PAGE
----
Philosophers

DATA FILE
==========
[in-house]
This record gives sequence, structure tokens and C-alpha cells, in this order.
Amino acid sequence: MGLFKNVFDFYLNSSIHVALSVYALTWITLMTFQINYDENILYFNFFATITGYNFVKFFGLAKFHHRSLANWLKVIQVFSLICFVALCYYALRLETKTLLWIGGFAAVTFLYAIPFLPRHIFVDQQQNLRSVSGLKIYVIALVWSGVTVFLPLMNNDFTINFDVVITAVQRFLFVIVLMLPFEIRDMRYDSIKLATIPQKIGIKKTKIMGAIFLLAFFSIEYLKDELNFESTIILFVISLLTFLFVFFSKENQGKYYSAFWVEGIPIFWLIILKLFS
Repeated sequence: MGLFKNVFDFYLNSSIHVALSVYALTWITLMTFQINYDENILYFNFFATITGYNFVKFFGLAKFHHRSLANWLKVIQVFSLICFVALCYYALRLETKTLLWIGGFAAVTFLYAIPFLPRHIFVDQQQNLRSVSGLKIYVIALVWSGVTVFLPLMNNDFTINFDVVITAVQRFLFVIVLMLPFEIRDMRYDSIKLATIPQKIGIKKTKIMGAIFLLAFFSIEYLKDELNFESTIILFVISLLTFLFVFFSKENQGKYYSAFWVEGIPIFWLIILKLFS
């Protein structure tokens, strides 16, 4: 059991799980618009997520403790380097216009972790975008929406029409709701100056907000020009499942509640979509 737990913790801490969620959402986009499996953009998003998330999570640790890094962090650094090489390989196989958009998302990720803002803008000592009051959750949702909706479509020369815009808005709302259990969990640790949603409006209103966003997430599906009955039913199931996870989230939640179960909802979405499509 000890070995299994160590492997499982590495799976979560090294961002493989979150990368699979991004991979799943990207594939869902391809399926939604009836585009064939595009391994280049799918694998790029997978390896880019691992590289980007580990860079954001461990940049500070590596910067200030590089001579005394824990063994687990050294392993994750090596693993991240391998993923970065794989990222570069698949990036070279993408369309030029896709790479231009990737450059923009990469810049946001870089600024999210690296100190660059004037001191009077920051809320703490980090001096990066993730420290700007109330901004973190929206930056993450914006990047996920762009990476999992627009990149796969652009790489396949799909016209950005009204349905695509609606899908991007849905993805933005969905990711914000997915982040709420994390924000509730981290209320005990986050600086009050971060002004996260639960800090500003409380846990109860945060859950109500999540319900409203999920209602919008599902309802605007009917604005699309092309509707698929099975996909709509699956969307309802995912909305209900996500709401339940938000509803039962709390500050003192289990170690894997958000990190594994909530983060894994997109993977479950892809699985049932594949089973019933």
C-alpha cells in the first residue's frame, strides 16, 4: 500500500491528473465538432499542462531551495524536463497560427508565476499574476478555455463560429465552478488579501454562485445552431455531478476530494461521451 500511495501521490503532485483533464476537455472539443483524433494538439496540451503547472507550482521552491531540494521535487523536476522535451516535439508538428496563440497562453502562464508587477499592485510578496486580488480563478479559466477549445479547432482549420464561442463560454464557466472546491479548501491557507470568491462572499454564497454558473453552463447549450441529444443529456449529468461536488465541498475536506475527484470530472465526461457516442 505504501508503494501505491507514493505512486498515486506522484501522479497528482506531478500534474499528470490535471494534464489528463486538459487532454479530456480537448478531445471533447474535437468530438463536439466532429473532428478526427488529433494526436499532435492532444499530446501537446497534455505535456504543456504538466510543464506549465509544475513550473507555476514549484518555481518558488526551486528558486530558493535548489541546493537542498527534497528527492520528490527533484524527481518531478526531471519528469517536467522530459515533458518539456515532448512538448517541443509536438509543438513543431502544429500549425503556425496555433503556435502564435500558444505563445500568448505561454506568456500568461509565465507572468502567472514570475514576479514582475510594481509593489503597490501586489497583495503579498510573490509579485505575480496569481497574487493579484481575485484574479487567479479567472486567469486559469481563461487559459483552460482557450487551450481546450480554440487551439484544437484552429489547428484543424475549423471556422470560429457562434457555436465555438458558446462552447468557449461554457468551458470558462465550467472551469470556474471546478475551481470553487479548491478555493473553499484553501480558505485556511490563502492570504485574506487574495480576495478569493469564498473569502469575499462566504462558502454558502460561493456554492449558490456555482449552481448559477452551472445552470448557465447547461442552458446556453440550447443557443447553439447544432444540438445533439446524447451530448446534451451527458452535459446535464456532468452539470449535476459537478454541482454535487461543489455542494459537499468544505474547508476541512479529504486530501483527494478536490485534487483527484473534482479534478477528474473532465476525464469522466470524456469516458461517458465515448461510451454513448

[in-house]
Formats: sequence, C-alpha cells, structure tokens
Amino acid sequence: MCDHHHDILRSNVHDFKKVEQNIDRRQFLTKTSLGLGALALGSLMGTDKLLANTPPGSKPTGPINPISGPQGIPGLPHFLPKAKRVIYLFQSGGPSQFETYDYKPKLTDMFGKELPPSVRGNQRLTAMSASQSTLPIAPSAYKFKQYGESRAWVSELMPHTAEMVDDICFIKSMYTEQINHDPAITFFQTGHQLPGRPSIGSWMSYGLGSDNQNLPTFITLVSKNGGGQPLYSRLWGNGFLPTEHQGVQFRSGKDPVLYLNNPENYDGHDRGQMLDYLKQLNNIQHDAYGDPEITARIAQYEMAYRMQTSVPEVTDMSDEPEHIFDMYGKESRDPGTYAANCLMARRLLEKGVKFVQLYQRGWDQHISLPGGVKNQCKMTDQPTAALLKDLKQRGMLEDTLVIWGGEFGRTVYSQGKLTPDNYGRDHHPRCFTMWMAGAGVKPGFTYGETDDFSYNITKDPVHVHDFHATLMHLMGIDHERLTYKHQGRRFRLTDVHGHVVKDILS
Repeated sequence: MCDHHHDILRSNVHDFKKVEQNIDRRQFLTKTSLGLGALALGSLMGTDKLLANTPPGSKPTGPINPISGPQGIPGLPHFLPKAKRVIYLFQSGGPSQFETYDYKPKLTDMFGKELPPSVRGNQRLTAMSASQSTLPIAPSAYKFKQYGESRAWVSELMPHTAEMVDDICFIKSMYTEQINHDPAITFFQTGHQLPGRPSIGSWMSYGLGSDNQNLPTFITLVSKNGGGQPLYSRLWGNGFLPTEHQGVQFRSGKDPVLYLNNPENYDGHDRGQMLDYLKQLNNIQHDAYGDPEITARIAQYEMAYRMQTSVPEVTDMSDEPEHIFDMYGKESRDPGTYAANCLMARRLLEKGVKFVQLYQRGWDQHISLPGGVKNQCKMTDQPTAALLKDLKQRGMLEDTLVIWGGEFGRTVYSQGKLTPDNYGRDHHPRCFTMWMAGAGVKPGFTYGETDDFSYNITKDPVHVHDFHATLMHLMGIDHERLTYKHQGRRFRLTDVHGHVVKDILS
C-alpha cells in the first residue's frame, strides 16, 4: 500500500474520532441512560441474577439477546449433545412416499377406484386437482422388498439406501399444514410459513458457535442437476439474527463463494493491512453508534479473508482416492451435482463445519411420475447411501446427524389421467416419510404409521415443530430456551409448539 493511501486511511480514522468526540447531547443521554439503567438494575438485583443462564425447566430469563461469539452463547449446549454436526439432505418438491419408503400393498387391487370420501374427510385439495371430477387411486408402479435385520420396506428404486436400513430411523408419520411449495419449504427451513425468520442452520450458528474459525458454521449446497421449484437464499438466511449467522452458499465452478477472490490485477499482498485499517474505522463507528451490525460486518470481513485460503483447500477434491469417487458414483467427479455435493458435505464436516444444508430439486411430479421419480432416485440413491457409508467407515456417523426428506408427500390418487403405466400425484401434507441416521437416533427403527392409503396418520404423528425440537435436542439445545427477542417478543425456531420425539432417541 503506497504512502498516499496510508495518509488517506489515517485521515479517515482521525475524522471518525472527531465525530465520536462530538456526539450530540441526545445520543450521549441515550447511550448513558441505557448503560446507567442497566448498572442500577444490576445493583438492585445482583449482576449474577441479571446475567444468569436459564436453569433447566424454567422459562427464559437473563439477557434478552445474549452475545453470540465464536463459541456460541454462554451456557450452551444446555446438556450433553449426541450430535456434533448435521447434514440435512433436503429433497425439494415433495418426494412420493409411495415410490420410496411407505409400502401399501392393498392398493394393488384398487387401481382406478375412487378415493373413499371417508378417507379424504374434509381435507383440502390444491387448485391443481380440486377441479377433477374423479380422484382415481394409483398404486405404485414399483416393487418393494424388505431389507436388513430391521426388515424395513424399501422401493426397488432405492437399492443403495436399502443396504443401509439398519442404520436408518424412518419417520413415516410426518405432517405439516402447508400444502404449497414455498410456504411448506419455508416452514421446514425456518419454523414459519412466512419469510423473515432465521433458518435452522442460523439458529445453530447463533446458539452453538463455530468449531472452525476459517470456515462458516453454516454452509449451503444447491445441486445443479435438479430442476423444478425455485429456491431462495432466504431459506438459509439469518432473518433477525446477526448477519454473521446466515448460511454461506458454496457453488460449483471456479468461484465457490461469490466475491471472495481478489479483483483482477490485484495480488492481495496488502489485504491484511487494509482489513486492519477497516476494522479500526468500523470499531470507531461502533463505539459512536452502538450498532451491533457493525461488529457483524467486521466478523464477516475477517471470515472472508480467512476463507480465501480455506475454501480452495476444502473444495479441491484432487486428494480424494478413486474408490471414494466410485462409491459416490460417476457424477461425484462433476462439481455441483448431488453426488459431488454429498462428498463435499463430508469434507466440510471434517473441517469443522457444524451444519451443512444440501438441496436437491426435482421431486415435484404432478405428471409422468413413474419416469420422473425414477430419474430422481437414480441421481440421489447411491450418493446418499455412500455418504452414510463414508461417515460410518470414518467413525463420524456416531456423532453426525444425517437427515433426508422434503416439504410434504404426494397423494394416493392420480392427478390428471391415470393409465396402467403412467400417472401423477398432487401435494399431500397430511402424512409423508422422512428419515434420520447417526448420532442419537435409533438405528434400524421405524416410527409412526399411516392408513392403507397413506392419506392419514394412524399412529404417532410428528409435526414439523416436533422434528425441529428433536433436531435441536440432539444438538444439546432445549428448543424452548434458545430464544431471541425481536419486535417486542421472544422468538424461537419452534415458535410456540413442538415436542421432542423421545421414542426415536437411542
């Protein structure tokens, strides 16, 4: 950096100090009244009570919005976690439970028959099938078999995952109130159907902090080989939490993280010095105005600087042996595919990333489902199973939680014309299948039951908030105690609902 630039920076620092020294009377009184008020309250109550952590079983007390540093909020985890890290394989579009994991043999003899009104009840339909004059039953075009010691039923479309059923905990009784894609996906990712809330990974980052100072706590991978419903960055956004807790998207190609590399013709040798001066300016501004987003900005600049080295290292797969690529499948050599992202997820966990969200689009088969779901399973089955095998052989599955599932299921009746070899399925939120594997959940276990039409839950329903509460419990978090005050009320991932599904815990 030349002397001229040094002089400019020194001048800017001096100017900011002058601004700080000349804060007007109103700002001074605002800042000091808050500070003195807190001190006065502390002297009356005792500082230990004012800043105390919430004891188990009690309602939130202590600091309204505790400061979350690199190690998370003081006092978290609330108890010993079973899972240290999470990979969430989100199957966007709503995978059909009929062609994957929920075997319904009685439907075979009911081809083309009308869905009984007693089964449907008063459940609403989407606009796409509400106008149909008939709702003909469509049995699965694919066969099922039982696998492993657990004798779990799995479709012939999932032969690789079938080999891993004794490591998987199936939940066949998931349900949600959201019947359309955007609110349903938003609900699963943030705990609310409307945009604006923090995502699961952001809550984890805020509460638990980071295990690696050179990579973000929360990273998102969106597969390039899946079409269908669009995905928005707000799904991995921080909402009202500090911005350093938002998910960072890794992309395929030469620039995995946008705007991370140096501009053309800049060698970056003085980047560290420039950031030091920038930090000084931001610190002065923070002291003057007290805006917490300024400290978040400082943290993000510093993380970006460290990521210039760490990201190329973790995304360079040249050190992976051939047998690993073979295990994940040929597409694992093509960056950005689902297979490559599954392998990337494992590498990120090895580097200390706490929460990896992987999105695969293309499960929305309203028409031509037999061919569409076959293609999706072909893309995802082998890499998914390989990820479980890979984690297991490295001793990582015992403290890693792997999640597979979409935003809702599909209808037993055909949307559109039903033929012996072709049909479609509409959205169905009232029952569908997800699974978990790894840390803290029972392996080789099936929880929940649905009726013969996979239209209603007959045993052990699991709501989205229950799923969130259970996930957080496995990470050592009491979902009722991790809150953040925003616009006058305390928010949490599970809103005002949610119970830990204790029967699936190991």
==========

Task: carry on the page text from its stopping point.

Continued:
Mortimer Adler Rogers Albritton Alexander of Aphrodisias Samuel Alexander William Alston Anaximander G.E.M.Anscombe Anselm Louise Antony Thomas Aquinas Aristotle David Armstrong Harald Atmanspacher Robert Audi Augustine J.L.Austin A.J.Ayer Alexander Bain Mark Balaguer Jeffrey Barrett William Barrett William Belsham Henri Bergson George Berkeley Isaiah Berlin Richard J. Bernstein Bernard Berofsky Robert Bishop Max Black Susanne Bobzien Emil du BoisReymond Hilary Bok Laurence BonJour George Boole Émile Boutroux F.H.Bradley C.D.Broad Michael Burke Lawrence Cahoone C.A.Campbell Joseph Keim Campbell Rudolf Carnap Carneades Nancy Cartwright Gregg Caruso Ernst Cassirer David Chalmers Roderick Chisholm Chrysippus Cicero Randolph Clarke Samuel Clarke Anthony Collins Antonella Corradini Diodorus Cronus Jonathan Dancy Donald Davidson Mario De Caro Democritus Daniel Dennett Jacques Derrida René Descartes Richard Double Fred Dretske John Dupré John Earman Laura Waddell Ekstrom Epictetus Epicurus Austin Farrer Herbert Feigl Arthur Fine John Martin Fischer Frederic Fitch Owen Flanagan Luciano Floridi Philippa Foot Alfred Fouilleé Harry Frankfurt Richard L. Franklin Bas van Fraassen Michael Frede Gottlob Frege Peter Geach Edmund Gettier Carl Ginet Alvin Goldman Gorgias Nicholas St. John Green H.Paul Grice Ian Hacking Ishtiyaque Haji Stuart Hampshire W.F.R.Hardie Sam Harris William Hasker R.M.Hare Georg W.F. Hegel Martin Heidegger Heraclitus R.E.Hobart Thomas Hobbes David Hodgson Shadsworth Hodgson Baron d'Holbach Ted Honderich Pamela Huby David Hume Ferenc Huoranszki Frank Jackson William James Lord Kames Robert Kane Immanuel Kant Tomis Kapitan Walter Kaufmann Jaegwon Kim William King Hilary Kornblith Christine Korsgaard Saul Kripke Thomas Kuhn Andrea Lavazza Christoph Lehner Keith Lehrer Gottfried Leibniz Jules Lequyer Leucippus Michael Levin Joseph Levine George Henry Lewes C.I.Lewis David Lewis Peter Lipton C. Lloyd Morgan John Locke Michael Lockwood Arthur O. Lovejoy E. Jonathan Lowe John R. Lucas Lucretius Alasdair MacIntyre Ruth Barcan Marcus James Martineau Storrs McCall Hugh McCann Colin McGinn Michael McKenna Brian McLaughlin John McTaggart Paul E. Meehl Uwe Meixner Alfred Mele Trenton Merricks John Stuart Mill Dickinson Miller G.E.Moore Thomas Nagel Otto Neurath Friedrich Nietzsche John Norton P.H.NowellSmith Robert Nozick William of Ockham Timothy O'Connor Parmenides David F. Pears Charles Sanders Peirce Derk Pereboom Steven Pinker Plato Karl Popper Porphyry Huw Price H.A.Prichard Protagoras Hilary Putnam Willard van Orman Quine Frank Ramsey Ayn Rand Michael Rea Thomas Reid Charles Renouvier Nicholas Rescher C.W.Rietdijk Richard Rorty Josiah Royce Bertrand Russell Paul Russell Gilbert Ryle JeanPaul Sartre Kenneth Sayre T.M.Scanlon Moritz Schlick Arthur Schopenhauer John Searle Wilfrid Sellars Alan Sidelle Ted Sider Henry Sidgwick Walter SinnottArmstrong J.J.C.Smart Saul Smilansky Michael Smith Baruch Spinoza L. Susan Stebbing Isabelle Stengers George F. Stout Galen Strawson Peter Strawson Eleonore Stump Francisco Suárez Richard Taylor Kevin Timpe Mark Twain Peter Unger Peter van Inwagen Manuel Vargas John Venn Kadri Vihvelin Voltaire G.H. von Wright David Foster Wallace R. Jay Wallace W.G.Ward Ted Warfield Roy Weatherford C.F. von Weizsäcker William Whewell Alfred North Whitehead David Widerker David Wiggins Bernard Williams Timothy Williamson Ludwig Wittgenstein Susan Wolf Scientists David Albert Michael Arbib Walter Baade Bernard Baars Jeffrey Bada Leslie Ballentine Gregory Bateson John S. Bell Mara Beller Charles Bennett Ludwig von Bertalanffy Susan Blackmore Margaret Boden David Bohm Niels Bohr Ludwig Boltzmann Emile Borel Max Born Satyendra Nath Bose Walther Bothe Jean Bricmont Hans Briegel Leon Brillouin Stephen Brush Henry Thomas Buckle S. H. Burbury Melvin Calvin Donald Campbell Sadi Carnot Anthony Cashmore Eric Chaisson Gregory Chaitin JeanPierre Changeux Rudolf Clausius Arthur Holly Compton John Conway Jerry Coyne John Cramer Francis Crick E. P. Culverwell Antonio Damasio Olivier Darrigol Charles Darwin Richard Dawkins Terrence Deacon Lüder Deecke Richard Dedekind Louis de Broglie Stanislas Dehaene Max Delbrück Abraham de Moivre Paul Dirac Hans Driesch John Eccles Arthur Stanley Eddington Gerald Edelman Paul Ehrenfest Manfred Eigen Albert Einstein George F. R. Ellis Hugh Everett, III Franz Exner Richard Feynman R. A. Fisher David Foster Joseph Fourier Philipp Frank Steven Frautschi Edward Fredkin Lila Gatlin Michael Gazzaniga Nicholas GeorgescuRoegen GianCarlo Ghirardi J. Willard Gibbs Nicolas Gisin Paul Glimcher Thomas Gold A. O. Gomes Brian Goodwin Joshua Greene Dirk ter Haar Jacques Hadamard Mark Hadley Patrick Haggard J. B. S. Haldane Stuart Hameroff Augustin Hamon Sam Harris Ralph Hartley Hyman Hartman JohnDylan Haynes Donald Hebb Martin Heisenberg Werner Heisenberg John Herschel Basil Hiley Art Hobson Jesper Hoffmeyer Don Howard William Stanley Jevons Roman Jakobson E. T. Jaynes Pascual Jordan Ruth E. Kastner Stuart Kauffman Martin J. Klein William R. Klemm Christof Koch Simon Kochen Hans Kornhuber Stephen Kosslyn Daniel Koshland Ladislav Kovàč Leopold Kronecker Rolf Landauer Alfred Landé PierreSimon Laplace David Layzer Joseph LeDoux Gilbert Lewis Benjamin Libet David Lindley Seth Lloyd Hendrik Lorentz Josef Loschmidt Ernst Mach Donald MacKay Henry Margenau Owen Maroney Humberto Maturana James Clerk Maxwell Ernst Mayr John McCarthy Warren McCulloch N. David Mermin George Miller Stanley Miller Ulrich Mohrhoff Jacques Monod Emmy Noether Alexander Oparin Abraham Pais Howard Pattee Wolfgang Pauli Massimo Pauri Roger Penrose Steven Pinker Colin Pittendrigh Max Planck Susan Pockett Henri Poincaré Daniel Pollen Ilya Prigogine Hans Primas Henry Quastler Adolphe Quételet Lord Rayleigh Jürgen Renn Juan Roederer Jerome Rothstein David Ruelle Tilman Sauer Jürgen Schmidhuber Erwin Schrödinger Aaron Schurger Sebastian Seung Thomas Sebeok Claude Shannon David Shiang Abner Shimony Herbert Simon Dean Keith Simonton B. F. Skinner Lee Smolin Ray Solomonoff Roger Sperry John Stachel Henry Stapp Tom Stonier Antoine Suarez Leo Szilard Max Tegmark Libb Thims William Thomson (Kelvin) Giulio Tononi Peter Tse Francisco Varela Vlatko Vedral Mikhail Volkenstein Heinz von Foerster Richard von Mises John von Neumann Jakob von Uexküll John B. Watson Daniel Wegner Steven Weinberg Paul A. Weiss Herman Weyl John Wheeler Wilhelm Wien Norbert Wiener Eugene Wigner E. O. Wilson Stephen Wolfram H. Dieter Zeh Ernst Zermelo Wojciech Zurek Konrad Zuse Fritz Zwicky Presentations Biosemiotics Free Will Mental Causation James Symposium